Deviation from uniform illumination as a function of N
An ideal solution would have a constant luminance of N/4 over the whole surface of the target sphere. The following figure shows a comparison of the best solutions achieved so far for the three different criteria.
Criterion |
Value |
Minimize difference: |
(I_{max} - I_{min}) / 2 |
Maximize minimum: |
N/4 - I_{min} |
Minimize maximum: |
I_{max} - N/4 |
For N=5 only the "minimize maximum" results are shown, because the other two results would require an extension of the scale (0.51787/2=0.25893 for "minimize difference" and 1.25-0.93969=0.31031 for "maximize minimum").
Character of the optimal solutions
The character of the optimal solutions is different, dependent on the applied criterion. A typical property of the "minimize maximum" configurations is the occurrence of at least 2N luminance maxima with a smooth behavior in the neighbourhood of the maxima. As the value of the minimum luminance has no influence on the objective function, there are often a few "dark holes" in the optimal luminance pattern, as can be seen in the lower half of the following picture:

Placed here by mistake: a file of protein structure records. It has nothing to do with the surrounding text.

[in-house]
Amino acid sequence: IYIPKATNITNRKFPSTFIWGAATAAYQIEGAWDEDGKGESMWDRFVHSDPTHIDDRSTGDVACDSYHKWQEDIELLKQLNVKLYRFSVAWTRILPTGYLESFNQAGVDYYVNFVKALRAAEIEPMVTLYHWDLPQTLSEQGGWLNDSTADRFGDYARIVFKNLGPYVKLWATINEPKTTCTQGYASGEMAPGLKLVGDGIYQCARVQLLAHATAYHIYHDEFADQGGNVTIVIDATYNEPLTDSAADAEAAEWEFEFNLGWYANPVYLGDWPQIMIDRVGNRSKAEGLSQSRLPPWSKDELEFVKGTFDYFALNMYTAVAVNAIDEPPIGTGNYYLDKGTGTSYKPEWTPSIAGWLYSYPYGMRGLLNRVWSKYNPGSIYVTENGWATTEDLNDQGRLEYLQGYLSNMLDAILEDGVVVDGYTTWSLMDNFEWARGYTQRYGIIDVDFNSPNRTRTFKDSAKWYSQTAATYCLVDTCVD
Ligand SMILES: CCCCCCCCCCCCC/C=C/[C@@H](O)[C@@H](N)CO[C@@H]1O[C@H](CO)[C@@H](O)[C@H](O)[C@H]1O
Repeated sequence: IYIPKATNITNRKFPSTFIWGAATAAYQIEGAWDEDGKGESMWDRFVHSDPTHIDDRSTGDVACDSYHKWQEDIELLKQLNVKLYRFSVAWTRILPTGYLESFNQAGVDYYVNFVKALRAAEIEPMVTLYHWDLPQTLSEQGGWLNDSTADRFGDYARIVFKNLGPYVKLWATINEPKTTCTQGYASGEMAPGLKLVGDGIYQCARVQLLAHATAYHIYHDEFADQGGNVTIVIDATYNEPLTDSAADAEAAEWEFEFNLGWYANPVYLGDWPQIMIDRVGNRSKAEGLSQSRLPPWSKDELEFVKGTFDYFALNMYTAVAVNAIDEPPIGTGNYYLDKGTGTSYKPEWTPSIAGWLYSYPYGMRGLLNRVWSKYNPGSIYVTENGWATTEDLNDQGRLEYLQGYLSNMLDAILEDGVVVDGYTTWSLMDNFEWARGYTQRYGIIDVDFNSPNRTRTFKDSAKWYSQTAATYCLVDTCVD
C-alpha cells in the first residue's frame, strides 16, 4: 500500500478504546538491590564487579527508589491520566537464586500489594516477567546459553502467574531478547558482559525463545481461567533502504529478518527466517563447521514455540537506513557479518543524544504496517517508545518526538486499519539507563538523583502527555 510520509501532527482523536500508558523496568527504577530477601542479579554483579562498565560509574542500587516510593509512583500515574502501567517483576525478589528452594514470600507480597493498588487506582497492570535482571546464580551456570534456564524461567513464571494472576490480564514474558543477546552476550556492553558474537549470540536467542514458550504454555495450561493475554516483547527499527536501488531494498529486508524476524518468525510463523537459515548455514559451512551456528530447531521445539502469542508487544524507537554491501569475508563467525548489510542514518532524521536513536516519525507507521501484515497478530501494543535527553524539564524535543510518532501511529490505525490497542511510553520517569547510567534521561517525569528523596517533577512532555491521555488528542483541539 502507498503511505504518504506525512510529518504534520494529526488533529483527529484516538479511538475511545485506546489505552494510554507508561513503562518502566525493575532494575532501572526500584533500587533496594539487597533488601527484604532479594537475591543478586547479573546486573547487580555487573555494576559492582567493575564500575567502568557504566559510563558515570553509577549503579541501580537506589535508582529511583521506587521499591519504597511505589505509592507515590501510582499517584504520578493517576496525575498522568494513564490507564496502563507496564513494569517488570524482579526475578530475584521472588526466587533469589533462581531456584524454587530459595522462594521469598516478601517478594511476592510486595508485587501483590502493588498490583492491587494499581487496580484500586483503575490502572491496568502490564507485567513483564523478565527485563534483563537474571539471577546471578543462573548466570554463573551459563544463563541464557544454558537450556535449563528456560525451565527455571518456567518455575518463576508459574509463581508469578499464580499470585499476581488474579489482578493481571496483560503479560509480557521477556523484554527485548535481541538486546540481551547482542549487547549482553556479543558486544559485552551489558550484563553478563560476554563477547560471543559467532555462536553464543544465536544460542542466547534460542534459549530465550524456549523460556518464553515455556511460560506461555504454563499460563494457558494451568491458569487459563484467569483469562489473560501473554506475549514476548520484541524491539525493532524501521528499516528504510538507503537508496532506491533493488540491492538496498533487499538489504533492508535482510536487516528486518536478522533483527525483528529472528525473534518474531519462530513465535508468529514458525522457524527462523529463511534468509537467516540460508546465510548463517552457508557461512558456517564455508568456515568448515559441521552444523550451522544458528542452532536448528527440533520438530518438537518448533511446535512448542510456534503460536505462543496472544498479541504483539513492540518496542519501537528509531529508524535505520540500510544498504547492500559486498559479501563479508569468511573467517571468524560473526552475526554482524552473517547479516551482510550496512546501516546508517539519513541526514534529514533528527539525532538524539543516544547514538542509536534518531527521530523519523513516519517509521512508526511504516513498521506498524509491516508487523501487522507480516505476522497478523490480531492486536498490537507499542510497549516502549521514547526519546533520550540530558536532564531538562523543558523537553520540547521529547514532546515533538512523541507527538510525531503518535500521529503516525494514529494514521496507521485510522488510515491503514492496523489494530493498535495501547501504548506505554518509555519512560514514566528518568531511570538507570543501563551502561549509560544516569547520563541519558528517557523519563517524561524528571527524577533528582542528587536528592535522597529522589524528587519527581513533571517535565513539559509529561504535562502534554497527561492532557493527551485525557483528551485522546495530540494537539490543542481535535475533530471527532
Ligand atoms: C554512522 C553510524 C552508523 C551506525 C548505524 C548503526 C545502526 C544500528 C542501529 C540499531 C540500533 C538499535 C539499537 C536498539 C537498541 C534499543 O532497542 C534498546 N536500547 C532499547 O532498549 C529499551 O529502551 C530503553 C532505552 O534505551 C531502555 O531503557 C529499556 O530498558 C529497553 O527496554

The optimal "maximize minimum" configurations have large regions of low luminance with minima at locations of discontinuity in the local luminance gradient. There are a few (often 2) bright spots, again caused by their missing influence on the chosen objective function. See e.g. the following picture:
The solutions for the criterion "minimize difference" avoid the preference for either minima or maxima. The corresponding optimal configurations produce luminance distributions with comparable numbers of mimima and maxima, as can be seen in the following example: